Contribution by a Community-based Organisation
Northampton Friends of the Railway
This small and dedicated group of volunteers demonstrates vision, energy and commitment in restoring, maintaining and interpreting two key historical railway sites at Gwalla and Northampton.
With strong community support, the group has developed numerous railway displays which tell the story of Western Australia’s early rail history and shaped commemorative events that have become community celebrations and tourism drawcards.
The Northampton Friends of the Railway is made up of a small group (usually less than 10) of volunteers who manage and look after two key historical railway sites, the Northampton Mary Street Precinct and the Gwalla Railway site.
Since 2003, the Northampton Friends of the Railway have worked tirelessly to collect and conserve the heritage of the Northampton Railway Station (Mary Street Precinct) by developing a Railway Museum, to complement the historic station buildings at the site, and driven the conservation of the site by restoring items such as rolling stock and built infrastructure.
The group has also cleaned up the former Gwalla Railway Station site which was badly neglected, and added a range of interpretive signage and displays to showcase the historic values of the site. Further, the group has initiated a number of commemorative events as well as developing interpretative signage for a number of former railway sidings along the Northampton-to-Ajana line.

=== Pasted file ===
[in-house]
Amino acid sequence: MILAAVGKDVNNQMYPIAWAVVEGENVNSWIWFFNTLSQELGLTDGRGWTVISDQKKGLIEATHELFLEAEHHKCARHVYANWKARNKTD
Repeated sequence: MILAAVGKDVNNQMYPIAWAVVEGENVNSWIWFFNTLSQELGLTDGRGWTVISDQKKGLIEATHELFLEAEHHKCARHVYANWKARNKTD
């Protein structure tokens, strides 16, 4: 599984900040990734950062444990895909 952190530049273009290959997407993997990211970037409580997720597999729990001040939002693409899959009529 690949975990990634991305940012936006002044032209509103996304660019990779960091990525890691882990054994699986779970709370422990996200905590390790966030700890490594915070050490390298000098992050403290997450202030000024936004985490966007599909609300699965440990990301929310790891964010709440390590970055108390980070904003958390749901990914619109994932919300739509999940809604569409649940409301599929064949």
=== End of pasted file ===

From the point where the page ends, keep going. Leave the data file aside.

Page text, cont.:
Kings Park Guides
The 120-strong Kings Park Guides operates as a tight, well-oiled, and highly-trained volunteer group which offers an informative and educational introduction to Western Australia’s premier inner-city park.
The Kings Park Guides are commended for their services, including free, professionally-delivered, daily guided tours that explore the botanical and cultural heritage of Kings Park, including its Aboriginal and early settler heritage, together with its creation as a park and centre for scientific research.
For the past 33 years, the Kings Park Volunteer Guides have provided a first port of call for visitors from Australia and around the world. The guides staff the Visitor Information Centre, providing award-winning customer service and sharing their knowledge of the history and heritage of Kings Park and Western Australia, with visitors.
Kings Park Guides also take visitors on free guided walks, including the Past and Present walk, run up to seven times a week. In this one-and-a-half hour walk, visitors are told stories about the park from the Aboriginal connection to the land, which the Nyoongar people called Mooro Katta, through to European settlement when it became Kings Park.